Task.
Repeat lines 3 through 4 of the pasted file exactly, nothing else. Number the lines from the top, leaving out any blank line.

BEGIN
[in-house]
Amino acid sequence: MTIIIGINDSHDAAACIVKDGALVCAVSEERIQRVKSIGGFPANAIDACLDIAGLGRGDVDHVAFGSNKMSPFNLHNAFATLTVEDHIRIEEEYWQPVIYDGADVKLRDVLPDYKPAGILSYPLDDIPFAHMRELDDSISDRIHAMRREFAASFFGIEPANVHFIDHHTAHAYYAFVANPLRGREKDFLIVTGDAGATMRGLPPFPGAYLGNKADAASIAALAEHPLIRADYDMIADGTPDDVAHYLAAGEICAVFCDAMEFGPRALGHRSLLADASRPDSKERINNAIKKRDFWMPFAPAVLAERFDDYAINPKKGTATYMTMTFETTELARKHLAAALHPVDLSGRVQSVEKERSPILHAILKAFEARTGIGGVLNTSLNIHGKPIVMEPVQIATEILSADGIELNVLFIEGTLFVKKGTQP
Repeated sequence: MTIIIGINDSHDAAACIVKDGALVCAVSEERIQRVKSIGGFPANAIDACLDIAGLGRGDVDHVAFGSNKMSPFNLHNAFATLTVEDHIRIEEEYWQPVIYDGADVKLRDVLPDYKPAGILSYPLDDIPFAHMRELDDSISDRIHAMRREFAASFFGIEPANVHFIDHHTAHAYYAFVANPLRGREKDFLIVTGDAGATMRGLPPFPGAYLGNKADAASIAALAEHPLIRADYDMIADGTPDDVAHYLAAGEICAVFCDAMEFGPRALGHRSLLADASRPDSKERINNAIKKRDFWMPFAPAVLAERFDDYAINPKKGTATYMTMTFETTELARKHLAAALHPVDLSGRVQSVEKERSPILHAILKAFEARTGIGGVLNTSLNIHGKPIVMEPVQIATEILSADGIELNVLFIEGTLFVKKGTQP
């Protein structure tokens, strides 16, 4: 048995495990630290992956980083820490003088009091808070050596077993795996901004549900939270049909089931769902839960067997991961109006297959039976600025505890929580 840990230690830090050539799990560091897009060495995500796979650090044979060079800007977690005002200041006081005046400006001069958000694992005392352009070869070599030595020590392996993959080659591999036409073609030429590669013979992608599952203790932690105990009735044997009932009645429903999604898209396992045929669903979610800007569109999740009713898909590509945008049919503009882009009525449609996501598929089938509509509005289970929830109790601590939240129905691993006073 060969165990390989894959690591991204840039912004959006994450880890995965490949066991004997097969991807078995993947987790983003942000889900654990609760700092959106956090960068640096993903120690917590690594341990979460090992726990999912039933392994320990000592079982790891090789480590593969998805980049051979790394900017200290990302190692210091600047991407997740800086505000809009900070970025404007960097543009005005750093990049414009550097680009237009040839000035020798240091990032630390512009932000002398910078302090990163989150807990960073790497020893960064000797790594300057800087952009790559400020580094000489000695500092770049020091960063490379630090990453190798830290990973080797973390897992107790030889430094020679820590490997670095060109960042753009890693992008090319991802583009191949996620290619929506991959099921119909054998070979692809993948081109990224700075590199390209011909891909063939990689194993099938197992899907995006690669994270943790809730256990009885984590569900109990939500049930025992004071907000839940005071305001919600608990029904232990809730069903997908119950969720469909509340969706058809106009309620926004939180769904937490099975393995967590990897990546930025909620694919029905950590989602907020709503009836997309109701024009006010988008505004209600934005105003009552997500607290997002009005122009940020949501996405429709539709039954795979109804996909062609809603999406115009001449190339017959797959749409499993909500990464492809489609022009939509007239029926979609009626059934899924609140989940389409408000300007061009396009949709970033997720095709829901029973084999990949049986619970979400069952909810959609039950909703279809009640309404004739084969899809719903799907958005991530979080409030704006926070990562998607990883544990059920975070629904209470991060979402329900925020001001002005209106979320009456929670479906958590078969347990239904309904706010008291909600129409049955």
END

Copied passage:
Repeated sequence: MTIIIGINDSHDAAACIVKDGALVCAVSEERIQRVKSIGGFPANAIDACLDIAGLGRGDVDHVAFGSNKMSPFNLHNAFATLTVEDHIRIEEEYWQPVIYDGADVKLRDVLPDYKPAGILSYPLDDIPFAHMRELDDSISDRIHAMRREFAASFFGIEPANVHFIDHHTAHAYYAFVANPLRGREKDFLIVTGDAGATMRGLPPFPGAYLGNKADAASIAALAEHPLIRADYDMIADGTPDDVAHYLAAGEICAVFCDAMEFGPRALGHRSLLADASRPDSKERINNAIKKRDFWMPFAPAVLAERFDDYAINPKKGTATYMTMTFETTELARKHLAAALHPVDLSGRVQSVEKERSPILHAILKAFEARTGIGGVLNTSLNIHGKPIVMEPVQIATEILSADGIELNVLFIEGTLFVKKGTQP
């Protein structure tokens, strides 16, 4: 048995495990630290992956980083820490003088009091808070050596077993795996901004549900939270049909089931769902839960067997991961109006297959039976600025505890929580 840990230690830090050539799990560091897009060495995500796979650090044979060079800007977690005002200041006081005046400006001069958000694992005392352009070869070599030595020590392996993959080659591999036409073609030429590669013979992608599952203790932690105990009735044997009932009645429903999604898209396992045929669903979610800007569109999740009713898909590509945008049919503009882009009525449609996501598929089938509509509005289970929830109790601590939240129905691993006073 060969165990390989894959690591991204840039912004959006994450880890995965490949066991004997097969991807078995993947987790983003942000889900654990609760700092959106956090960068640096993903120690917590690594341990979460090992726990999912039933392994320990000592079982790891090789480590593969998805980049051979790394900017200290990302190692210091600047991407997740800086505000809009900070970025404007960097543009005005750093990049414009550097680009237009040839000035020798240091990032630390512009932000002398910078302090990163989150807990960073790497020893960064000797790594300057800087952009790559400020580094000489000695500092770049020091960063490379630090990453190798830290990973080797973390897992107790030889430094020679820590490997670095060109960042753009890693992008090319991802583009191949996620290619929506991959099921119909054998070979692809993948081109990224700075590199390209011909891909063939990689194993099938197992899907995006690669994270943790809730256990009885984590569900109990939500049930025992004071907000839940005071305001919600608990029904232990809730069903997908119950969720469909509340969706058809106009309620926004939180769904937490099975393995967590990897990546930025909620694919029905950590989602907020709503009836997309109701024009006010988008505004209600934005105003009552997500607290997002009005122009940020949501996405429709539709039954795979109804996909062609809603999406115009001449190339017959797959749409499993909500990464492809489609022009939509007239029926979609009626059934899924609140989940389409408000300007061009396009949709970033997720095709829901029973084999990949049986619970979400069952909810959609039950909703279809009640309404004739084969899809719903799907958005991530979080409030704006926070990562998607990883544990059920975070629904209470991060979402329900925020001001002005209106979320009456929670479906958590078969347990239904309904706010008291909600129409049955």